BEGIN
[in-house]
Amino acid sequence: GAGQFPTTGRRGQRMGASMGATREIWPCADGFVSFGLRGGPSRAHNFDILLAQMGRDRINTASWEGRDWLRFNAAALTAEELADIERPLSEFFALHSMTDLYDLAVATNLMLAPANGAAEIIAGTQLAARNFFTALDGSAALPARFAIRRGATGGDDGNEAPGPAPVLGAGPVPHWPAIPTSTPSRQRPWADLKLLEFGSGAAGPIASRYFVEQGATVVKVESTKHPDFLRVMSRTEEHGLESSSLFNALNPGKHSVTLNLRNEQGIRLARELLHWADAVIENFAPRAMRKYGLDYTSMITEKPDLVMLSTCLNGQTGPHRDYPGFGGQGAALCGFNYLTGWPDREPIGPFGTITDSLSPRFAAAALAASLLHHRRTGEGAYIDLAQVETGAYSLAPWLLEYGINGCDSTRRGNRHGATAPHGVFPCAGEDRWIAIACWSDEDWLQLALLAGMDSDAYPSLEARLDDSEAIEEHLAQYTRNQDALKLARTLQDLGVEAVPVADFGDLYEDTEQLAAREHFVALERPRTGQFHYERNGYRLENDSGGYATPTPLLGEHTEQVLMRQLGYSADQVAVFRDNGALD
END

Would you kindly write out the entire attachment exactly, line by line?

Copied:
[in-house]
Amino acid sequence: GAGQFPTTGRRGQRMGASMGATREIWPCADGFVSFGLRGGPSRAHNFDILLAQMGRDRINTASWEGRDWLRFNAAALTAEELADIERPLSEFFALHSMTDLYDLAVATNLMLAPANGAAEIIAGTQLAARNFFTALDGSAALPARFAIRRGATGGDDGNEAPGPAPVLGAGPVPHWPAIPTSTPSRQRPWADLKLLEFGSGAAGPIASRYFVEQGATVVKVESTKHPDFLRVMSRTEEHGLESSSLFNALNPGKHSVTLNLRNEQGIRLARELLHWADAVIENFAPRAMRKYGLDYTSMITEKPDLVMLSTCLNGQTGPHRDYPGFGGQGAALCGFNYLTGWPDREPIGPFGTITDSLSPRFAAAALAASLLHHRRTGEGAYIDLAQVETGAYSLAPWLLEYGINGCDSTRRGNRHGATAPHGVFPCAGEDRWIAIACWSDEDWLQLALLAGMDSDAYPSLEARLDDSEAIEEHLAQYTRNQDALKLARTLQDLGVEAVPVADFGDLYEDTEQLAAREHFVALERPRTGQFHYERNGYRLENDSGGYATPTPLLGEHTEQVLMRQLGYSADQVAVFRDNGALD